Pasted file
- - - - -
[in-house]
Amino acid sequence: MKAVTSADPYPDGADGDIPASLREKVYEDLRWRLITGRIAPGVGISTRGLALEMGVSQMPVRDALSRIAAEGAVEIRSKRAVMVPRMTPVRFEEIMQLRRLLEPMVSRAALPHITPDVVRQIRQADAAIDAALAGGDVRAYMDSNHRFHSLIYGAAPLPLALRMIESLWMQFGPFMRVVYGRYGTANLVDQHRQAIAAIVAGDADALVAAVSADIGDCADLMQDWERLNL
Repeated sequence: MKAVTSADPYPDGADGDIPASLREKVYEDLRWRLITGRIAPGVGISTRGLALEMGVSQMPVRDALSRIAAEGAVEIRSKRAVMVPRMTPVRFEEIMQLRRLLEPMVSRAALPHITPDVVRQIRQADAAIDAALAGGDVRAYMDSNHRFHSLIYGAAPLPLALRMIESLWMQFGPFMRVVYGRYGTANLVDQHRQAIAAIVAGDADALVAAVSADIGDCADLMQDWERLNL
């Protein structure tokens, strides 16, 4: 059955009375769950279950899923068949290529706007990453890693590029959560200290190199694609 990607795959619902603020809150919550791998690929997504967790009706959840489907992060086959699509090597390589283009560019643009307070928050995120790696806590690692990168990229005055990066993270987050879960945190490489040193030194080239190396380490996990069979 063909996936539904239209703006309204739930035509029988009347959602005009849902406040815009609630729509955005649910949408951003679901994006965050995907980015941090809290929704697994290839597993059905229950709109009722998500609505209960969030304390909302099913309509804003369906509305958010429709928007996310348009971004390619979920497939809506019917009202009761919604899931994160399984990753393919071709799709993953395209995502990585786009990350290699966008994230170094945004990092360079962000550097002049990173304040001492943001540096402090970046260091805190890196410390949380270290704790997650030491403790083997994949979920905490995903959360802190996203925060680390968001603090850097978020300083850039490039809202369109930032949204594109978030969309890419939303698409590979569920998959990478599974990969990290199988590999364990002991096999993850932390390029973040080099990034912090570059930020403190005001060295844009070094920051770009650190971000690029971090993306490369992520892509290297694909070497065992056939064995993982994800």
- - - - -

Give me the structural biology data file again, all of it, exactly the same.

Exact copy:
[in-house]
Amino acid sequence: MKAVTSADPYPDGADGDIPASLREKVYEDLRWRLITGRIAPGVGISTRGLALEMGVSQMPVRDALSRIAAEGAVEIRSKRAVMVPRMTPVRFEEIMQLRRLLEPMVSRAALPHITPDVVRQIRQADAAIDAALAGGDVRAYMDSNHRFHSLIYGAAPLPLALRMIESLWMQFGPFMRVVYGRYGTANLVDQHRQAIAAIVAGDADALVAAVSADIGDCADLMQDWERLNL
Repeated sequence: MKAVTSADPYPDGADGDIPASLREKVYEDLRWRLITGRIAPGVGISTRGLALEMGVSQMPVRDALSRIAAEGAVEIRSKRAVMVPRMTPVRFEEIMQLRRLLEPMVSRAALPHITPDVVRQIRQADAAIDAALAGGDVRAYMDSNHRFHSLIYGAAPLPLALRMIESLWMQFGPFMRVVYGRYGTANLVDQHRQAIAAIVAGDADALVAAVSADIGDCADLMQDWERLNL
């Protein structure tokens, strides 16, 4: 059955009375769950279950899923068949290529706007990453890693590029959560200290190199694609 990607795959619902603020809150919550791998690929997504967790009706959840489907992060086959699509090597390589283009560019643009307070928050995120790696806590690692990168990229005055990066993270987050879960945190490489040193030194080239190396380490996990069979 063909996936539904239209703006309204739930035509029988009347959602005009849902406040815009609630729509955005649910949408951003679901994006965050995907980015941090809290929704697994290839597993059905229950709109009722998500609505209960969030304390909302099913309509804003369906509305958010429709928007996310348009971004390619979920497939809506019917009202009761919604899931994160399984990753393919071709799709993953395209995502990585786009990350290699966008994230170094945004990092360079962000550097002049990173304040001492943001540096402090970046260091805190890196410390949380270290704790997650030491403790083997994949979920905490995903959360802190996203925060680390968001603090850097978020300083850039490039809202369109930032949204594109978030969309890419939303698409590979569920998959990478599974990969990290199988590999364990002991096999993850932390390029973040080099990034912090570059930020403190005001060295844009070094920051770009650190971000690029971090993306490369992520892509290297694909070497065992056939064995993982994800």